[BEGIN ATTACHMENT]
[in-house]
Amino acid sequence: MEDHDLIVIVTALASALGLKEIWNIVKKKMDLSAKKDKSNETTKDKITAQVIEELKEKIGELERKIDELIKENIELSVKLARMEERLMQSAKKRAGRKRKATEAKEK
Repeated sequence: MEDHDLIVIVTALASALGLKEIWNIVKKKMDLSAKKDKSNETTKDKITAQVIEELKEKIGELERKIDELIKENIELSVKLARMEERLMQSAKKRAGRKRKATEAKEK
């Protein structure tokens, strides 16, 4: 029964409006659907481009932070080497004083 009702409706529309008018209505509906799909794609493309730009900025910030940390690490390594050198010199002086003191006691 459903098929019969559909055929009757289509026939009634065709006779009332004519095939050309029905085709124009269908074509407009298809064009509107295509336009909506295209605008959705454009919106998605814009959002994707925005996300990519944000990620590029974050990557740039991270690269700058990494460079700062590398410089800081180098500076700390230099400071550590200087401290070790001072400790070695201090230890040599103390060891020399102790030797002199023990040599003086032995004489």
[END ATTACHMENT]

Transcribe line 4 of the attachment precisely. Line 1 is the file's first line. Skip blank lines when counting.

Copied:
């Protein structure tokens, strides 16, 4: 029964409006659907481009932070080497004083 009702409706529309008018209505509906799909794609493309730009900025910030940390690490390594050198010199002086003191006691 459903098929019969559909055929009757289509026939009634065709006779009332004519095939050309029905085709124009269908074509407009298809064009509107295509336009909506295209605008959705454009919106998605814009959002994707925005996300990519944000990620590029974050990557740039991270690269700058990494460079700062590398410089800081180098500076700390230099400071550590200087401290070790001072400790070695201090230890040599103390060891020399102790030797002199023990040599003086032995004489």